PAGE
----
The “Telephone” Poetry Challenge

It should be fairly well known by now, at least in these circles, that Kathy and I are huge fans of Robert Okaji and his poetry. A few days ago, our beloved poet shared a published poem of his that was written as an adaptation of a Chinese poem.

Robert O shared a Chinese to English translation of the original and his own adaptation, along with a bit of commentary on his choices. It was the commentary that inspired me. Ages ago Kathy wrote a wonderful piece about a dreary life in a dreary town which inspired me to respond with a juxtaposed bleak day in a bleak suburb. It was a fun exercise even though I’m not a poet equal talent.

Feeling an itch to do the same with Robert Okaji’s Spring Night (after Wang Wei), I challenged Kathy to a little game of ‘Telephone’ – the poetry edition.

Here’s how it works:
We have posted the literal translation below and reblogged Robert O’s adaptation (go read his poem because the game won’t make sense without it). Mine follows the reblog blurb and you’ll start to see a pattern emerge.

Kathy’s adaptation is the finale. Unless you decide to play. Reblog and add your poem to the chain or link us to your poetic response in the comments (or do both).
I’d love to see the many faces this poem can inspire.

Wang Wei starts –
Person idle osmanthus flower fall
Night quiet spring hill empty
Moon out startle hill birds
Constant call spring ravine in

Spring Night (after Wang Wei) Among falling devilwood blossoms, I lie on an empty hill this calm spring night. The moon lunges above the hill, scaring the birds, but they’re never quiet in this spring canyon. Another try at an old favorite… I consider this adaptation rather than translation, but perhaps appropriation or even remaking […]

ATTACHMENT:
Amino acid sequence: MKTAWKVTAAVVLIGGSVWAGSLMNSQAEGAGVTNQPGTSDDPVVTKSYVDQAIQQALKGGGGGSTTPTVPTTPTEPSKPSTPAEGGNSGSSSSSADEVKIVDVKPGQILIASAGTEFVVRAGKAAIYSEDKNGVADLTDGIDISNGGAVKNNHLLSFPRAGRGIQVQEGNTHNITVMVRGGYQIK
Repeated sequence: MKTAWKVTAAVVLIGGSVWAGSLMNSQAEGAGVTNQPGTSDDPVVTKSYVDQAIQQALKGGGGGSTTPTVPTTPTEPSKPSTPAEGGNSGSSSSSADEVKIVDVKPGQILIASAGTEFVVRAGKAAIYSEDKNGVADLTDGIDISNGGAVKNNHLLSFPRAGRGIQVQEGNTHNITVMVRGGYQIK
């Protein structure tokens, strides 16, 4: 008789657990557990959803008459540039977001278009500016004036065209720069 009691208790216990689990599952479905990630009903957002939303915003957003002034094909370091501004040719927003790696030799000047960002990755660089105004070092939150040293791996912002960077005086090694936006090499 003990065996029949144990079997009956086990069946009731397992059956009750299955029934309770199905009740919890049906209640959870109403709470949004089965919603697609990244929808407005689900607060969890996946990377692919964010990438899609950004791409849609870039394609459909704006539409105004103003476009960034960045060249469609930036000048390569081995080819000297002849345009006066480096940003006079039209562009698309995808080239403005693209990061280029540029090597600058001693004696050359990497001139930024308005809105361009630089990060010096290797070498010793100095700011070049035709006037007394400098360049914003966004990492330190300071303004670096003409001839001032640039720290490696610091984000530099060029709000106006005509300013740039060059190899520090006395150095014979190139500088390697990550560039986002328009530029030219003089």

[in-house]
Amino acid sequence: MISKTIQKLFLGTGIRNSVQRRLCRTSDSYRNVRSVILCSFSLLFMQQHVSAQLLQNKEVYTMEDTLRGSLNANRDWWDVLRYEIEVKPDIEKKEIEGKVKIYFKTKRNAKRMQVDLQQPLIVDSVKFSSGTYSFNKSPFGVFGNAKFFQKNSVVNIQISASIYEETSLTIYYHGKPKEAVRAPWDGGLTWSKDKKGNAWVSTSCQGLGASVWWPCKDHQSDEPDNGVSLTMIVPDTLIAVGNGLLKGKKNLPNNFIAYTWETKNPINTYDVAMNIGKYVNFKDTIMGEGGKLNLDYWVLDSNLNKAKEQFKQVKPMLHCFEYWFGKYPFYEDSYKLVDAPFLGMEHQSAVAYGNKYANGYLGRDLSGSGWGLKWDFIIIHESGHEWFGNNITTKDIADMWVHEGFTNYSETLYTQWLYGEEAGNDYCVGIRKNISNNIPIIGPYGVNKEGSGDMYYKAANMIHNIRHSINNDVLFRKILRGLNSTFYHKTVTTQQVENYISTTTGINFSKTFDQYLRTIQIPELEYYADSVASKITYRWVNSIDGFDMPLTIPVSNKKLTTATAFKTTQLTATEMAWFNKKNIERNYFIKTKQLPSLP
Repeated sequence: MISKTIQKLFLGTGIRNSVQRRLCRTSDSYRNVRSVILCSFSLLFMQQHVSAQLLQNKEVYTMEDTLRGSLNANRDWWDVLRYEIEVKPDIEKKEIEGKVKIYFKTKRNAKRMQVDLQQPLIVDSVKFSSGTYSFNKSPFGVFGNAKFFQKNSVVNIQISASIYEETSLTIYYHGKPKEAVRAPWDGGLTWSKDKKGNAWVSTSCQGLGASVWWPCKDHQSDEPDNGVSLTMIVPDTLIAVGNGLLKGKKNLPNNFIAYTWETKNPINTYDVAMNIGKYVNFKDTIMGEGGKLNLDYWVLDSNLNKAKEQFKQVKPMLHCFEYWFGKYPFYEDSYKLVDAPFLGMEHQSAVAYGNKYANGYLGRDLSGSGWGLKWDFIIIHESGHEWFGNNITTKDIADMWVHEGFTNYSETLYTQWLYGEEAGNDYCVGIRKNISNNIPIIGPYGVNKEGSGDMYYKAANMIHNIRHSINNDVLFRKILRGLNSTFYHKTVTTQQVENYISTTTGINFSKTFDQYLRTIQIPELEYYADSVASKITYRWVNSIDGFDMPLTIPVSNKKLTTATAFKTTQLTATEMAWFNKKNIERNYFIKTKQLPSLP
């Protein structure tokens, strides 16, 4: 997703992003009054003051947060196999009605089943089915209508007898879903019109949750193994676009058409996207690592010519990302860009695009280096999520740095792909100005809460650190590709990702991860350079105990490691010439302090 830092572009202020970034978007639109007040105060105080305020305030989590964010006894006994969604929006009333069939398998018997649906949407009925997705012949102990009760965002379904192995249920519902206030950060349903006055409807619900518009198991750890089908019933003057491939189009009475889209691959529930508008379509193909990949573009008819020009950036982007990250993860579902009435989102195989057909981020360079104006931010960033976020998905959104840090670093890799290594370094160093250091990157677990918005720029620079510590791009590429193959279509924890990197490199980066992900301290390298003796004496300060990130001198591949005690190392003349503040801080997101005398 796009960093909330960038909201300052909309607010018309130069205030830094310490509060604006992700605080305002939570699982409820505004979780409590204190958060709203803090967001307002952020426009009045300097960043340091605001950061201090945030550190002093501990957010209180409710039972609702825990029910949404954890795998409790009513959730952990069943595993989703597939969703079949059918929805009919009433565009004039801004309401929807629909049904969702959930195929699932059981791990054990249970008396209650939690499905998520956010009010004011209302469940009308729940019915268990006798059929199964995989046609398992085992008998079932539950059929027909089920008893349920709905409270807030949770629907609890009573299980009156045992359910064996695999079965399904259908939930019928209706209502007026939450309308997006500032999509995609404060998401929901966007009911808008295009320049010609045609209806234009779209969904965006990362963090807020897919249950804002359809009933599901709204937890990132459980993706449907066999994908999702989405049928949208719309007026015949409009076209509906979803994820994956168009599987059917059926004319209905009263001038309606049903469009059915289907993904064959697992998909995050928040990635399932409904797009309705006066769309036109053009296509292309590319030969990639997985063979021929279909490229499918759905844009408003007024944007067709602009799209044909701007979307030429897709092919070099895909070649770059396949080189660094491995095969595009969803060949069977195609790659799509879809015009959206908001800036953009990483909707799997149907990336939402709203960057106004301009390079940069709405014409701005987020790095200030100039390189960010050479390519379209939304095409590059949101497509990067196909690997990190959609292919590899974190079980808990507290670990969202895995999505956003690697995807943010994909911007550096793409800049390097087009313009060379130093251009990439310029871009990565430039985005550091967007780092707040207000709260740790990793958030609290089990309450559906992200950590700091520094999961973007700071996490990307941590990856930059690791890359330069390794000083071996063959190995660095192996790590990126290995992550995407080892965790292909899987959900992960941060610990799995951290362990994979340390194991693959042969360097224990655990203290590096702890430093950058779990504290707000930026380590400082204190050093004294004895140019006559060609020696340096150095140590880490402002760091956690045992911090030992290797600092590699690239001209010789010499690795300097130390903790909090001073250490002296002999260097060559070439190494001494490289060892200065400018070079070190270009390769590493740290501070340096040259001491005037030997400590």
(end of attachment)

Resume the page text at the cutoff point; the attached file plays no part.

via Spring Night (after Wang Wei) — O at the Edges

trees and birds

Tipico by t.s.wright
Languishing under the Trumpet tree
xanthous blooms drop as mambo riffs
subdued by Spring’s evening mist.

Luna slips from between the clouds
chasing tardy egrets to their
paper beds.
Rustling wings, rattling beaks,
throaty, moaning bird dreams
— tipico sonoro.



” ” by Kathy Boles-Turner
Atop this mud-bluff I wait
For May to make up its mind.
The moon drawls south, it seems, sure
To come round slow tomorrow night,
Damp or dry, serenaded by blues-song.

Now it’s your turn. Whaddaya got?

About t.s.wright

Writer, reader, casual photographer, nature-lover, dog mom. I grew up in a tree, inside a book, whispering possible futures into discarded seed pods that curled up and exploded each summer. One day, they cut down my tree and I was forced to go to school while waiting for the replacement trees to grow strong enough to hold me. But while we waited, I grew too heavy and awkward to climb, so I had to get a job. I spent my days surrounded by flimsy walls covered in carpet that made boxes and people who forgot to look out windows. I worked really hard. Possibilities were replaced with formulas and exactitude. Eventually I forgot how to climb a tree...and how to smile. Then one day, a dog licked my foot excessively and I remembered smiling. That reminded me of more things that didn't cost money and couldn't be tallied in a spreadsheet - like hugs and love and being happy. So I found myself a Steve who reminded me what home was. Then we filled it and our hearts with dogs. Eventually we planted our own tree, together. Even though I'm happy right here, right now, I remembered that we all need possibilities to dream of, so I've started writing them down.
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